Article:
"Ah, well," I said, "at least this way we can have him drop us where we came from and there'll be no debate that we don't need to pay him for this colossal ferhoodle!!" But to my alarm we passed the bus stop and kept going!!! Fortunately this time we were finally headed directly toward the hotel, otherwise I probably would have absolutely demanded he let us out.
   Once we were headed in the right direction it was pretty simple, down the main road toward Entebbe a few miles and then down a side road through a labyrinth of residential houses but fortunately there were signs pointing the way here. We finally arrived at the beautiful Malakai Eco Lodge, an oasis of gardens and ponds amid the haphazard suburbs, after about two hours of shenanigans over a trip that should have taken 20 minutes. And then, AND THEN, the knave had the nerve to demand of us not only the fare from the bus stop (I think around $30? again all my notes are lost), but something like another $20 specifically for the wild goose chase. He was utterly unblinkingly unmoved by my arguments, soon joined and reiterated by the hotel manager, that I should in no way have to pay for a journey I had not only not asked for but had in fact repeatedly told him was incorrect. He was unmoving but finally I just put the $30 for what the fare _should_ have been in his hand, turned my back to him and walked away without looking back.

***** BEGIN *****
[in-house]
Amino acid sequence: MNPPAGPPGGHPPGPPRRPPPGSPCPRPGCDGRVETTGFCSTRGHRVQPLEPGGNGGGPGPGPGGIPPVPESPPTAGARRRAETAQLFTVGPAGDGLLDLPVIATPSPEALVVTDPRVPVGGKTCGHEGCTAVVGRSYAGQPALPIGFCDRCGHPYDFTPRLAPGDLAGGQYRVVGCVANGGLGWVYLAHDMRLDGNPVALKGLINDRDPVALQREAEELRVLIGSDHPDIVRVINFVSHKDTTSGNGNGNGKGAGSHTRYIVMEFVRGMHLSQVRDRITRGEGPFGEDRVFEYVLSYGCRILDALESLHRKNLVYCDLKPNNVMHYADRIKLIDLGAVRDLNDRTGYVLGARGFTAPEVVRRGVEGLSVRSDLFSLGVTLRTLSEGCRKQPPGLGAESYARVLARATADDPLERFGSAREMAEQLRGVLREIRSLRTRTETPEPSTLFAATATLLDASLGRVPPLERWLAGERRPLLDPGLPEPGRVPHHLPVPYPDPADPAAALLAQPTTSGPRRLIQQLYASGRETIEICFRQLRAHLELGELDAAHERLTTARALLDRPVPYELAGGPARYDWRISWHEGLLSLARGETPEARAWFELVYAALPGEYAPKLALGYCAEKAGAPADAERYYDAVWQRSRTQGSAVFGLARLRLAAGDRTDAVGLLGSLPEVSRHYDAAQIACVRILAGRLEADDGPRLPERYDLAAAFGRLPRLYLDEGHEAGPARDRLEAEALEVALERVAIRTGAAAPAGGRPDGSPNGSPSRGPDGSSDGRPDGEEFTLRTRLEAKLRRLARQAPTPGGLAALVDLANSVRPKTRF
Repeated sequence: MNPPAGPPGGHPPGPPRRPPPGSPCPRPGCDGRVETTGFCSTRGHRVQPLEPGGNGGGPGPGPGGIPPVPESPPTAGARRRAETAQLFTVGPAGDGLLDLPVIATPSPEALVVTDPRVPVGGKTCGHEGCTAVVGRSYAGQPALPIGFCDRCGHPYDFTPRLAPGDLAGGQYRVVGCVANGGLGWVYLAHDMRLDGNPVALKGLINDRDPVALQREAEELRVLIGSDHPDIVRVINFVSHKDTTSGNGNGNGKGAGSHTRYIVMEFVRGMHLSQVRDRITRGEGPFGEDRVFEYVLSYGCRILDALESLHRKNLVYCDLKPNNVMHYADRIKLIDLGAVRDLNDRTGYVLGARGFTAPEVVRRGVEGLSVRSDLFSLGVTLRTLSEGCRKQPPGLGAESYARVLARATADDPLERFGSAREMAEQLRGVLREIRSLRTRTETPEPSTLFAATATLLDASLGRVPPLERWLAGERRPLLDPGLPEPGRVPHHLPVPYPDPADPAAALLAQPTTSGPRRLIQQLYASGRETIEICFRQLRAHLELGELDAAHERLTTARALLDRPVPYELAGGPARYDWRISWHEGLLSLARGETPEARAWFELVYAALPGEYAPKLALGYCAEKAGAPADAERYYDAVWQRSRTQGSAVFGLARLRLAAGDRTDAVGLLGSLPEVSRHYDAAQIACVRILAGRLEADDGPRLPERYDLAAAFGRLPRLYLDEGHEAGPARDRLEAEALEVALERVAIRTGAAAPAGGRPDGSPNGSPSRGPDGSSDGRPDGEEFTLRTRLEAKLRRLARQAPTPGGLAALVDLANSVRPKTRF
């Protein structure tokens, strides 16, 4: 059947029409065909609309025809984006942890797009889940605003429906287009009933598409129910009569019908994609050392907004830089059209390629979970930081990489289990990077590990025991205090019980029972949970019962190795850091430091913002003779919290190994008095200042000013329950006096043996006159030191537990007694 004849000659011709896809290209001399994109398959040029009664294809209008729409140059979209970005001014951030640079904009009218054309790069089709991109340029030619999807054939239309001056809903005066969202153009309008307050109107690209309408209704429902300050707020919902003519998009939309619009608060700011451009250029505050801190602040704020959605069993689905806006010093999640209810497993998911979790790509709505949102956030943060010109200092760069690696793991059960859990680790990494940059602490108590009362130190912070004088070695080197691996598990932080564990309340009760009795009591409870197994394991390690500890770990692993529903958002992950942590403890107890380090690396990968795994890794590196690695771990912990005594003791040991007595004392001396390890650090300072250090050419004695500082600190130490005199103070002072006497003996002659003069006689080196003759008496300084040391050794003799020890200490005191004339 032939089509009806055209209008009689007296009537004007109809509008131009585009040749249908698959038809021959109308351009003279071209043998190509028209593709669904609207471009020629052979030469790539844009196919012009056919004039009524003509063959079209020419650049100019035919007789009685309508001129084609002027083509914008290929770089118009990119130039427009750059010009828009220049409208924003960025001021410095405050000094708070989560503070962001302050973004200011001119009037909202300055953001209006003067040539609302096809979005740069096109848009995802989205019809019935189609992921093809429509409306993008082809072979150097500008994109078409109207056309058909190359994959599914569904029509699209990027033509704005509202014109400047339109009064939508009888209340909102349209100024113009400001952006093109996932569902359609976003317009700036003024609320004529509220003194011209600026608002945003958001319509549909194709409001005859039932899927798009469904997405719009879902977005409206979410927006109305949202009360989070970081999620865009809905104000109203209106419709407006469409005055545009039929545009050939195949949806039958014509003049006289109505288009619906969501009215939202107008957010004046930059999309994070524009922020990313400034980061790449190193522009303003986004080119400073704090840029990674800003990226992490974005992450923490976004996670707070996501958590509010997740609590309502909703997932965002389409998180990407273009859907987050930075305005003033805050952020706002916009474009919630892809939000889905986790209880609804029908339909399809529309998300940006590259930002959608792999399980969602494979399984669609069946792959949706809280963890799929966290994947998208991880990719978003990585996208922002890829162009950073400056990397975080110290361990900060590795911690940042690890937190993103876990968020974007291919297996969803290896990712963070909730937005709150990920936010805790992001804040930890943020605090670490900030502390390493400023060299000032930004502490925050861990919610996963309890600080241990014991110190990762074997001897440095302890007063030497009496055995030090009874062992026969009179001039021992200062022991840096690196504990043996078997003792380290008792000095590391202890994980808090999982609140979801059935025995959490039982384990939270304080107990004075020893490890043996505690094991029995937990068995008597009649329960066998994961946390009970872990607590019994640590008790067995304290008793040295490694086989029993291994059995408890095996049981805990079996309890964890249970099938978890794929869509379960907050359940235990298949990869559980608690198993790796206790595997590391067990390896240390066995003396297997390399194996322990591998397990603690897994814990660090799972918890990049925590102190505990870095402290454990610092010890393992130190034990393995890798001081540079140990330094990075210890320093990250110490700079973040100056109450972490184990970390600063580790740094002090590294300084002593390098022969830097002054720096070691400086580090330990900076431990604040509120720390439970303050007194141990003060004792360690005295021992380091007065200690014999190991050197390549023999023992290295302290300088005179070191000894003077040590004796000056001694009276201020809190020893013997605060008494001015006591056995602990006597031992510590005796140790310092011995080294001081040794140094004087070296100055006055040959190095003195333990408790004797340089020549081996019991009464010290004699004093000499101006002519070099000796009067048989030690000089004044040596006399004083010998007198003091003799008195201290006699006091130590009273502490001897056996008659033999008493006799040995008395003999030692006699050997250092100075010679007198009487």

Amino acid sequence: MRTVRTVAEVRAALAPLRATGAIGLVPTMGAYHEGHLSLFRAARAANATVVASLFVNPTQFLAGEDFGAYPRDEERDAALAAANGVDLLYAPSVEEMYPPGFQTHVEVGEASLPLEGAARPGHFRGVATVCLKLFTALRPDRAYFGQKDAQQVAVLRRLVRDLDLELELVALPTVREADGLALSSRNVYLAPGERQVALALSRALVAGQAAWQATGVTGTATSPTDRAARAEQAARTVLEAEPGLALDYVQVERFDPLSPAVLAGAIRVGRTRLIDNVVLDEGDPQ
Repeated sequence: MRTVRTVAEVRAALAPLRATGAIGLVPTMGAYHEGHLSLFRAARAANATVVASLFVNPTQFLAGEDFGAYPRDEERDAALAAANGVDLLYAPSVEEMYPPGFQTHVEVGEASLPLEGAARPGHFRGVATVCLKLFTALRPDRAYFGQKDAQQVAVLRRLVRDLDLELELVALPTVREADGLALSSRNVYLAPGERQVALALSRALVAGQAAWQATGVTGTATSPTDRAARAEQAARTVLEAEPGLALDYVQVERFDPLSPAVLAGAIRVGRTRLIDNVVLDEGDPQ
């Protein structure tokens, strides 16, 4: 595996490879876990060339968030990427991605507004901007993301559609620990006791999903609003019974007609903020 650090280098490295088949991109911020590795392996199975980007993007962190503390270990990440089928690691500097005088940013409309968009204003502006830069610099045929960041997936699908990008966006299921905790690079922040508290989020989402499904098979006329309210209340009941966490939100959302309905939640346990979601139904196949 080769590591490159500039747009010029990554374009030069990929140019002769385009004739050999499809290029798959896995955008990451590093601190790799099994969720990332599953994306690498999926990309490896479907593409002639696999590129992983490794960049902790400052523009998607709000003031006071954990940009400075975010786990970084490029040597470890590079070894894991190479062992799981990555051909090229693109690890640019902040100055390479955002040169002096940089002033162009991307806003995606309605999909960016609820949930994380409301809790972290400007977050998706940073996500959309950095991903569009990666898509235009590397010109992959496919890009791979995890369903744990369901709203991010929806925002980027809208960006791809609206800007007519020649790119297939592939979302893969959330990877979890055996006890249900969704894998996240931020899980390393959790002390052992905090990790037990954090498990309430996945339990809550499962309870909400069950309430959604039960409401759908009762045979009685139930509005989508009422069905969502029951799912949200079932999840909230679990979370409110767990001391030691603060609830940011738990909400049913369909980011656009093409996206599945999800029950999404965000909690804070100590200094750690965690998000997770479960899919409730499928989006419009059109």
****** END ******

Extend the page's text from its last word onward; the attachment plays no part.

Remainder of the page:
Finally grace and I were able to breath a sigh of relief and look around at the beautiful peaceful place we had found ourselves in. The lodging in the eco lodge seemed to be all be in freestanding sort of "hut" shaped buildings, which were luxurously furnished. Between them there were ponds full of fishes and well manicured gardens. I couldn't believe we were getting a room here for only $45 (turns out that was a special and its usually $145). The managers are a Belgian man and his Ugandan wife, and their three young children could often be seen frolicking about the gardens. To be continued!

Tags: africa, bus transportation, shenanigans, travel, travelogues, uganda